The Marsh King’s Daughter by Karen Dionne

You have no idea how long I’ve waited to read this book. A LONG TIME. It’s been on my radar for a while, but I never got the chance to read it. I made it a part of my TBR list for January, and I’m so glad I got to read it before the month was up! Here is my review:

Synopsis (Goodreads): Helena Pelletier has a loving husband, two beautiful daughters, and a business that fills her days. But she also has a secret: she is the product of an abduction. Her mother was kidnapped as a teenager by her father and kept in a remote cabin in the marshlands of Michigan’s Upper Peninsula. Helena, born two years after the abduction, loved her home in nature, and despite her father’s sometimes brutal behavior, she loved him, too…until she learned precisely how savage he could be.

More than twenty years later, she has buried her past so soundly that even her husband doesn’t know the truth. But now her father has killed two guards, escaped from prison, and disappeared into the marsh. The police begin a manhunt, but Helena knows they don’t stand a chance. Knows that only one person has the skills to find the survivalist the world calls the Marsh King—because only one person was ever trained by him: his daughter.

Review: There are many reasons why I liked this book. One major reason is that I like unique story lines. The premise here reminded me of Room … but more of what would the child from Room have grown up to be like if the child had had a more violent upbringing when in isolation. And the story does an incredible job of showcasing the way that such a lifestyle would affect a child. Because of this unique situation, the reader gets this amazingly unique protagonist: Helena.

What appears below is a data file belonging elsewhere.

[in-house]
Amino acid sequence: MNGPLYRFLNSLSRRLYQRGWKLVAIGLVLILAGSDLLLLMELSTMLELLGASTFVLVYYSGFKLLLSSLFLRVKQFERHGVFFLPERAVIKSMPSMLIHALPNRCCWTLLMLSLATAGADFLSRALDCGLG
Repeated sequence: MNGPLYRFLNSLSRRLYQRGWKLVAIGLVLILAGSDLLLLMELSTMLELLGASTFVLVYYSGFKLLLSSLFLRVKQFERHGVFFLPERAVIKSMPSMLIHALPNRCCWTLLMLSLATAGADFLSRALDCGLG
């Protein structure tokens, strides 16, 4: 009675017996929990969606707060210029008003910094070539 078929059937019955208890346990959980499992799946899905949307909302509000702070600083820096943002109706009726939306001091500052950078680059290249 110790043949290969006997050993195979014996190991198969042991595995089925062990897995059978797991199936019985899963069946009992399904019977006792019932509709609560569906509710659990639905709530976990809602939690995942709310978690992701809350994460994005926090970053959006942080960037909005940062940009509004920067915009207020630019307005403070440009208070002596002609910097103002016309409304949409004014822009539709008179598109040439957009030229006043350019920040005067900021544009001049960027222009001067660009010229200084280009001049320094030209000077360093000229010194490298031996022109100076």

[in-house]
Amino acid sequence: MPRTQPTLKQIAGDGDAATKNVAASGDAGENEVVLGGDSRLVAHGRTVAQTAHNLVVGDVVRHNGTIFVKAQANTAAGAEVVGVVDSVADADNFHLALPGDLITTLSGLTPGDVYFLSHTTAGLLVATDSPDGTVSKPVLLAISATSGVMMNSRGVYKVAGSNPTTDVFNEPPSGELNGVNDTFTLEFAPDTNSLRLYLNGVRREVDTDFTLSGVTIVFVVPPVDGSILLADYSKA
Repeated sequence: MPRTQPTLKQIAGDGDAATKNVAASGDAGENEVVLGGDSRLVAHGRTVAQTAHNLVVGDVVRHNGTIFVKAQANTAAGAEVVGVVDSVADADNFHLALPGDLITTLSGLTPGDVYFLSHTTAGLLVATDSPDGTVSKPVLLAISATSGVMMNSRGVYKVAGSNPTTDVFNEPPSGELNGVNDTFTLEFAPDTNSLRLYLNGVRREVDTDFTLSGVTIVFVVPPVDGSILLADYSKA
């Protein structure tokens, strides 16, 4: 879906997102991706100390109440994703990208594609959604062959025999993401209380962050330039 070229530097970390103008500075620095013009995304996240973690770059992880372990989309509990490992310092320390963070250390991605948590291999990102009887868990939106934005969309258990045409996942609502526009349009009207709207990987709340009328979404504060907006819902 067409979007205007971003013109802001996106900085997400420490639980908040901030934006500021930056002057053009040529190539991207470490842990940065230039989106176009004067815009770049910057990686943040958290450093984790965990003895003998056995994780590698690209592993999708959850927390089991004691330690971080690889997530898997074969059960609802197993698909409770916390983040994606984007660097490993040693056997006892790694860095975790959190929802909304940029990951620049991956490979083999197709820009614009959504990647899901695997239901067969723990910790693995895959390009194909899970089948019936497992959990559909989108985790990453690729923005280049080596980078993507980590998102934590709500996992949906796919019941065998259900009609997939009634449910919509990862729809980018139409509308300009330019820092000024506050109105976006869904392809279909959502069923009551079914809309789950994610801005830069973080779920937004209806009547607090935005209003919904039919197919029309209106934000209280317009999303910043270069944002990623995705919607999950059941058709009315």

Helena was a character that I liked from the start. She isn’t spunky or funny or emotional. In fact, she is the opposite of those things. She is reclusive, with not too many social graces, and is more comfortable out in the woods than with her family. She is analytical and can come off as cold through the way she perceives things and the way she talks. But I liked that about her. It showed how her childhood had impacted her and made her the person she grew up to be. There are so many books where the main character has supposedly gone through some kind of difficulty in childhood but they don’t show any signs of that as adults; this is not the case here, and I loved it. Helena was damaged and that made her perfect for this story and for me.

The story, while told entirely from her perspective, flits from past to present. Helena recounts the things she learned from her father, and how she and her mother escaped him. Through these memories, the reader gets to see the unique “family” dynamic that Helena was a part of – and also, the way it was sometimes almost normal. It explained the conflict that she felt currently, having to hunt down her father because she knew he was dangerous – but she also loved him for being her parent. I will admit that not much happened in the novel until the end, which may have been a let-down for some people who were expecting a fast-paced high-intensity novel. This is definitely more of a character study – but it is a good one.

Overall, I’m giving this novel a solid 4/5 stars. I liked the premise, and I liked that the character stayed true to her background. I loved how the story flitted back and forth in time, and the ending gave me the satisfaction I was looking for. I would recommend this for anyone looking for a gritty character study.

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